Looking back now, I feel certain the cicadas stopped along with me, creating one of those odd, pooled moments when all of Summer is silenced and brought round to attention, it’s intensity magnified ten fold in its stillness.
That poem, my doorway to the world as seen through the breathless, ardent eyes of Hopkins, was “The Windhover”. I flipped the next page with high hopes for more and in the pair of poems waving and dancing across it like merry pinions, “God’s Grandeur” and “Pied Beauty”, I found great treasure indeed.
Here was a world “charged” and “ready to flame out”, a world in which the “dappled”, the “strange, sweet, sour” things were held up and praised as things of great worth, showing as they did the “grandeur of God”. And the poems just grew in richness from there, telling tales of a world bright and near bursting with the tangerine tang of a loveliness whose presence hinted of things beyond this world even as it quickened and brought to life the one before me. The Medievals spoke of “the music of the spheres”, of a world held together in dance. In Hopkins, I felt certain I could catch snatches of that old melody, thrumming through the heart of this world, setting everything “aflame with the glory of God”. “Yes”, Hopkins seemed to say, “the world is as quirky and odd and merry and mismatched and, though now rent nearly apart, threaded through with as much enchantment as you ever dreamed it to be. And yes, it is God who made it to be so.” To read Hopkins is to be grabbed by both hands and set twirling until you ask yourself, “What is all this juice and all this joy?”along with him. There’s a hands clasped anticipation of something growing upon the edges of his vision even as he stands in the darkness I grew to understand haunted him.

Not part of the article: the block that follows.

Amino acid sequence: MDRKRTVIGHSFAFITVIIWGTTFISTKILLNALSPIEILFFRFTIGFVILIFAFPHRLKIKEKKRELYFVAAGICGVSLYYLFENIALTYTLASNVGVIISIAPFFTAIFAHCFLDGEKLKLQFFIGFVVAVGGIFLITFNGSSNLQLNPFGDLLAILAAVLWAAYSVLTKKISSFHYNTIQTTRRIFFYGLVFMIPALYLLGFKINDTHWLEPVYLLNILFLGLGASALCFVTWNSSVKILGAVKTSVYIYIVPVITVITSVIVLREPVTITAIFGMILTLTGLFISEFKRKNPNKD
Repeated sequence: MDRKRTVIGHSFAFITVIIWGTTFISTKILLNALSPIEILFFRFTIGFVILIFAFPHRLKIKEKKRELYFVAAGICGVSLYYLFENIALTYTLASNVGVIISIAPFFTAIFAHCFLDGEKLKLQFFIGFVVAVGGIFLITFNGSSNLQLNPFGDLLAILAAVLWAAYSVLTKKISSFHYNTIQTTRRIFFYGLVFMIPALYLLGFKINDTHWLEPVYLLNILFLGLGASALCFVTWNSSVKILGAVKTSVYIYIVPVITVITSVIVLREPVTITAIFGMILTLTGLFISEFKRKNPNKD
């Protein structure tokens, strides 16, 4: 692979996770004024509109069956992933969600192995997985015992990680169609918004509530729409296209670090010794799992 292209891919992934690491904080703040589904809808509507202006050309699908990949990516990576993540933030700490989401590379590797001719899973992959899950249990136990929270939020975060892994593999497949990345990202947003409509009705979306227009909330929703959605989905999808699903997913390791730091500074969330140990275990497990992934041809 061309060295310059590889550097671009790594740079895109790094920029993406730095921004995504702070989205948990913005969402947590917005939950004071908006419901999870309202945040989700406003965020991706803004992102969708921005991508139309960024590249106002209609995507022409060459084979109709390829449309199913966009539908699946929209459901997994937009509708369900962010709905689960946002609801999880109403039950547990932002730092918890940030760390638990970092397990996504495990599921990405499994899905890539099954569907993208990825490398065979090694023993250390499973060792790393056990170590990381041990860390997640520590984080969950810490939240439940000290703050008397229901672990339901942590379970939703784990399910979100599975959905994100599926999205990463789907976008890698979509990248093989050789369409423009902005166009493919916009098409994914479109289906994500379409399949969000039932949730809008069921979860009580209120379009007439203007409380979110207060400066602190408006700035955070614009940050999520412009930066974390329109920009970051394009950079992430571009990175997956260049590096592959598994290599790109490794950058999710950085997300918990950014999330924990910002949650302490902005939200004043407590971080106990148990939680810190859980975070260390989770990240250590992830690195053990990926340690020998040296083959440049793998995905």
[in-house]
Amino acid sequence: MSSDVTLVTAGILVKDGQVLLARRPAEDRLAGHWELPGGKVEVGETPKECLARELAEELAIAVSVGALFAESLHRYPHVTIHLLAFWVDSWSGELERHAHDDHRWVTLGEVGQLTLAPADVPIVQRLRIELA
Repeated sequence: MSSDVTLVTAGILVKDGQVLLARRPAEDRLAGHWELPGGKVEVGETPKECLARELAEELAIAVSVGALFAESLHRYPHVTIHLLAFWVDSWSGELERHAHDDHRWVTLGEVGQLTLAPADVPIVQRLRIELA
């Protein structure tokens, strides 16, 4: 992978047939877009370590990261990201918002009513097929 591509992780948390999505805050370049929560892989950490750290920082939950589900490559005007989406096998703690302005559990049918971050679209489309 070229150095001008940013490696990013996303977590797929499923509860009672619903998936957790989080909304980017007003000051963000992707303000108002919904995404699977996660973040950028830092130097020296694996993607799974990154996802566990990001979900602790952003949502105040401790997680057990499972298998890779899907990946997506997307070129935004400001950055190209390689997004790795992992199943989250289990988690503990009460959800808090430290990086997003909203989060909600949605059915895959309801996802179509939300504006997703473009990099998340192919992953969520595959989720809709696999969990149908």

Haunted him, and yet never won him. For here too, oh wonder, was a world in which it was possible to hold questions in one hand and adoration in the other. I know the term “bright sadness” applies to something else entirely, and yet I can’t help thinking of it as applying to Hopkins; his poems hold the same feeling as fresh, limpid sunlight hitting raindrops ready to drip off the roof. A clear, keen vision was his, holding in it’s gaze the twin facts of both the dance the universe was meant to be, and the curse and shadow which had spread across it. Yet that shadow which he felt so keenly and had him cry “I can no more” found also in him the reply “I can; can something, hope, wish day come, not choose not to be.” For if ever there was poet who taught me to tussle with the great gales blowing about the realms of both my own soul and the one beyond, it was him. Tussle with them, and send them soaring towards God. Here find your kin, ye kindred spirits of the Jacob who wrestled with God. Anguish and accusation and wonder and thanks tumble through his poems side by side, clashing into each other at times yet never seeming incompatible; what better friend could a young girl make as she steps into adulthood, with all it’s nuance and shadow?